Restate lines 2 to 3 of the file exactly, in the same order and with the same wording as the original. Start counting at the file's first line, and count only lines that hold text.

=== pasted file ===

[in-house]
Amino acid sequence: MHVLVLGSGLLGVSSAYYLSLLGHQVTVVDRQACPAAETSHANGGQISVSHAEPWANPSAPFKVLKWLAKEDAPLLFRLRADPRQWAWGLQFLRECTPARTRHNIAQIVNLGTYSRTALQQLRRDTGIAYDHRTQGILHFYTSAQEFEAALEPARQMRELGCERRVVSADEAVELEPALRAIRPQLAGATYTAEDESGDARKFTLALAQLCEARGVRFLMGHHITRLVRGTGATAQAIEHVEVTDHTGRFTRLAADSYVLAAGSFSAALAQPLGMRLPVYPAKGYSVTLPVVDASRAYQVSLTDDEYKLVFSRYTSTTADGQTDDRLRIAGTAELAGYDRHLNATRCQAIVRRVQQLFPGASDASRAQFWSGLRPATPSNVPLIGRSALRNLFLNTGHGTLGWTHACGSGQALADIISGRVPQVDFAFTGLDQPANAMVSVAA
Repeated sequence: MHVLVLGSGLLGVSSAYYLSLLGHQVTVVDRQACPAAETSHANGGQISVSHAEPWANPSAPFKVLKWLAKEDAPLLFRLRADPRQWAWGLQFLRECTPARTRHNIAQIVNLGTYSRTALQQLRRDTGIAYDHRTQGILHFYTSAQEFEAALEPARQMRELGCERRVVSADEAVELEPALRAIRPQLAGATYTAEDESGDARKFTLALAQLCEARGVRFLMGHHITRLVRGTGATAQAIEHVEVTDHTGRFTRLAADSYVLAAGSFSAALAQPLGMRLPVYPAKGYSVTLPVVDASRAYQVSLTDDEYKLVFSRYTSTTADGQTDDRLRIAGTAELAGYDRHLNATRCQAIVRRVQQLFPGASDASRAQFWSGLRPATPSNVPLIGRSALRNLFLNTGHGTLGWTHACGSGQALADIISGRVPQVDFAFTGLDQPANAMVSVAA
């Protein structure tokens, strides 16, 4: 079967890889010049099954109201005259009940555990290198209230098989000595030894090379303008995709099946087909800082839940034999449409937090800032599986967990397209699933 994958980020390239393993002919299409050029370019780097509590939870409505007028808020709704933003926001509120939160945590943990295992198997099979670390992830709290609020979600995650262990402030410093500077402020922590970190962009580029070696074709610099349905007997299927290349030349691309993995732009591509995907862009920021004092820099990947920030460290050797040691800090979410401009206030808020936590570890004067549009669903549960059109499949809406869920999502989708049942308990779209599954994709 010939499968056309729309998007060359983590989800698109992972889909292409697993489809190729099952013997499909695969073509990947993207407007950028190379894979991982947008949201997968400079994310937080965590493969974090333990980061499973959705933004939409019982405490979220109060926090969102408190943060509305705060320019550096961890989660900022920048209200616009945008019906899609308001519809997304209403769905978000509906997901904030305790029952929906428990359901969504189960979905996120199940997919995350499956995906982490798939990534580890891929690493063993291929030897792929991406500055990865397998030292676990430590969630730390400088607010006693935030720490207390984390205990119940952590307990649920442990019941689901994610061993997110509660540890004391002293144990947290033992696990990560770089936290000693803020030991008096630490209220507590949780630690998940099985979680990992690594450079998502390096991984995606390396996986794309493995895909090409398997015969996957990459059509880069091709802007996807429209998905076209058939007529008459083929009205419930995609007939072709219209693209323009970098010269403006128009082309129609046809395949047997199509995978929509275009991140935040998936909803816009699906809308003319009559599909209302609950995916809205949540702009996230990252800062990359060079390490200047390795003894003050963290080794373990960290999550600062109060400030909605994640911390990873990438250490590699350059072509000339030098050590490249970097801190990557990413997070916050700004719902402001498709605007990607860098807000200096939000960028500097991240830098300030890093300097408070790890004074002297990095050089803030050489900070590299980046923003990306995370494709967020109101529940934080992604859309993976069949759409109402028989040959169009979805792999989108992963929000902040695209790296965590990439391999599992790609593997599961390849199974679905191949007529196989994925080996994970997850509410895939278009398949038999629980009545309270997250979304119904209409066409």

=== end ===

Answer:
Amino acid sequence: MHVLVLGSGLLGVSSAYYLSLLGHQVTVVDRQACPAAETSHANGGQISVSHAEPWANPSAPFKVLKWLAKEDAPLLFRLRADPRQWAWGLQFLRECTPARTRHNIAQIVNLGTYSRTALQQLRRDTGIAYDHRTQGILHFYTSAQEFEAALEPARQMRELGCERRVVSADEAVELEPALRAIRPQLAGATYTAEDESGDARKFTLALAQLCEARGVRFLMGHHITRLVRGTGATAQAIEHVEVTDHTGRFTRLAADSYVLAAGSFSAALAQPLGMRLPVYPAKGYSVTLPVVDASRAYQVSLTDDEYKLVFSRYTSTTADGQTDDRLRIAGTAELAGYDRHLNATRCQAIVRRVQQLFPGASDASRAQFWSGLRPATPSNVPLIGRSALRNLFLNTGHGTLGWTHACGSGQALADIISGRVPQVDFAFTGLDQPANAMVSVAA
Repeated sequence: MHVLVLGSGLLGVSSAYYLSLLGHQVTVVDRQACPAAETSHANGGQISVSHAEPWANPSAPFKVLKWLAKEDAPLLFRLRADPRQWAWGLQFLRECTPARTRHNIAQIVNLGTYSRTALQQLRRDTGIAYDHRTQGILHFYTSAQEFEAALEPARQMRELGCERRVVSADEAVELEPALRAIRPQLAGATYTAEDESGDARKFTLALAQLCEARGVRFLMGHHITRLVRGTGATAQAIEHVEVTDHTGRFTRLAADSYVLAAGSFSAALAQPLGMRLPVYPAKGYSVTLPVVDASRAYQVSLTDDEYKLVFSRYTSTTADGQTDDRLRIAGTAELAGYDRHLNATRCQAIVRRVQQLFPGASDASRAQFWSGLRPATPSNVPLIGRSALRNLFLNTGHGTLGWTHACGSGQALADIISGRVPQVDFAFTGLDQPANAMVSVAA